Tracking Persistent User Data Across Your Website with Cookies

Tracking Persistent User Data Across Your Website with Cookies

FIRM FIXED IDEAS

Google Tag Manager
Cookies
Attribution

How to setup your own personal cookie to store important marketing related information about the website visitor.

In moments that could only be described as Deja Vu I came across a solution to a problem I was having and it turns out – I’m not the only one who was having that kind of problem. I was sending website traffic to one of many of the company’s websites from a paid platform and I was not getting the conversion return that I expected. I tested, changed, and tweaked for weeks finding a new low in my acquisition confidence when I tried explaining the situation to a friend of mine.

He very meekly invited me to explain what I was doing and I gave him the ELI-5 treatment (explain it like I’m five years old). As the words came out of my mouth I realized that I was not tracking website visitors who navigated away from my landing page. I mean, they were tracked, but they weren’t attributed. I knew about Google’s multi-channel tracking capabilities and decided to see what the report would hold.

If I had a screen shot of that report it would look like a rainbow because all of the channels were color coded and my user reports were all over the place (in terms of channels). [See an example below from the Demo analytics account]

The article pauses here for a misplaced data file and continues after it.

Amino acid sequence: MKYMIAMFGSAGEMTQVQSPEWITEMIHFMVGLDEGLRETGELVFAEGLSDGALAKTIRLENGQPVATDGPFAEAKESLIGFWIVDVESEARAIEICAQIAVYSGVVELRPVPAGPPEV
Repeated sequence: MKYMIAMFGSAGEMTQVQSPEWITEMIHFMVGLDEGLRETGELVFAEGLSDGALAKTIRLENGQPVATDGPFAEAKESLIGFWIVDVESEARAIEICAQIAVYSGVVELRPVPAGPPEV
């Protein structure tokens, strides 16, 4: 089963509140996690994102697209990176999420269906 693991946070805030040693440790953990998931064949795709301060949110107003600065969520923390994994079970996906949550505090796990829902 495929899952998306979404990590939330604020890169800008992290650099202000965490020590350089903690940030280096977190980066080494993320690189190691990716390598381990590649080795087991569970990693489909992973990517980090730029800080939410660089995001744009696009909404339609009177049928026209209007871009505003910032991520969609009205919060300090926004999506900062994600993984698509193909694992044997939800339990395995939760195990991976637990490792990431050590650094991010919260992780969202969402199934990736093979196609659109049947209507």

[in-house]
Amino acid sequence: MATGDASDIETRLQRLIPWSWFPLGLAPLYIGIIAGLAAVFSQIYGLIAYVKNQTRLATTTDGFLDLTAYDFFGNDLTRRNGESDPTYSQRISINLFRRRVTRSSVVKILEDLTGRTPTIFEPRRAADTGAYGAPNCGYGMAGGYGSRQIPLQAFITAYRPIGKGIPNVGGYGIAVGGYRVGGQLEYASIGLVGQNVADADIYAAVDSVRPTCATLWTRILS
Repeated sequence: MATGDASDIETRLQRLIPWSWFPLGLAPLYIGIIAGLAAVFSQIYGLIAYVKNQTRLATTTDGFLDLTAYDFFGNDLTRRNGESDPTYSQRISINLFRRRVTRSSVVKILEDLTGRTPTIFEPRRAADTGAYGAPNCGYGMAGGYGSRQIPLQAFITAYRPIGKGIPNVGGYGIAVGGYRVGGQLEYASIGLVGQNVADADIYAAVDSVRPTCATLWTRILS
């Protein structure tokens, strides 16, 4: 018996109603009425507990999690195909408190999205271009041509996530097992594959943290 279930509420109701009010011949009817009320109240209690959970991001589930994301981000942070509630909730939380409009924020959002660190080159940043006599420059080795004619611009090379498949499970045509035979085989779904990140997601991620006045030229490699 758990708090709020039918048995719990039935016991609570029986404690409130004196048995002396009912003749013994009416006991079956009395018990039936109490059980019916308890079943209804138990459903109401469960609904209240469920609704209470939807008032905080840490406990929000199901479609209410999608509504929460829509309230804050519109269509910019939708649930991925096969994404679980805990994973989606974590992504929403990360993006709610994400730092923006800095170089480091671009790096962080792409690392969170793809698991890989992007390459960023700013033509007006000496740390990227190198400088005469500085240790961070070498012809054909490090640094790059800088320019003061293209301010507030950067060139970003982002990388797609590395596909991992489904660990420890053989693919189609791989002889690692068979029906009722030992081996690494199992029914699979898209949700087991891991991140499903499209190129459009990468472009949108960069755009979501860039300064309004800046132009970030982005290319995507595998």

I remember that the top converting channel combination was simply, “Direct” and after that it was an average of 9 channels per conversion. I was in the, “Assisted Conversions” report and saw that although my advertisements were fighting to break even in the first month from last-click conversions they were more then carrying their weight by assisting future conversions.

So Google knows in one of it’s reports that my paid ads are generating conversions but not always in the ‘last-click attribution’ window of time. Using this information I realized that on average (at least 9 channels worth) I could get a conversion from nine interactions. Not that any of those nine conversions were valuable but it did tell me that my paid channels were generating value and I wanted that information passed into my CRM.

Here was the problem: how do I store and pass marketing attribution data into my CRM from those channels that simply assisted in the conversion to prove their value?

So let’s break this down into the elements of the question that we would need to solve for in order to correctly answer it:

  1. How do I store marketing attribution data from the varying channels?
  2. How do I pass that data into my CRM?
  3. How can I make sense of the data to award credit to the proper channels in order to prove the worth of my paid acqusition efforts?
where utm parameters go

“How do I work with this in my situation?”

The first element to solve is to figure out how to store marketing attribution data from varying channels. There are likely many ways to solve this but I will show you how to create your own cookie in order to accomplish it that way. GDPR does not want anyone storing PPI data but the beauty of this is that you can store data related to the channels (UTM values) and this does not necessarily constitute PPI data. As long as you aren’t storing data that can lead back to a single customer you are not violating GDPR (call me on this if I’m wrong?).

So what information do we want to store?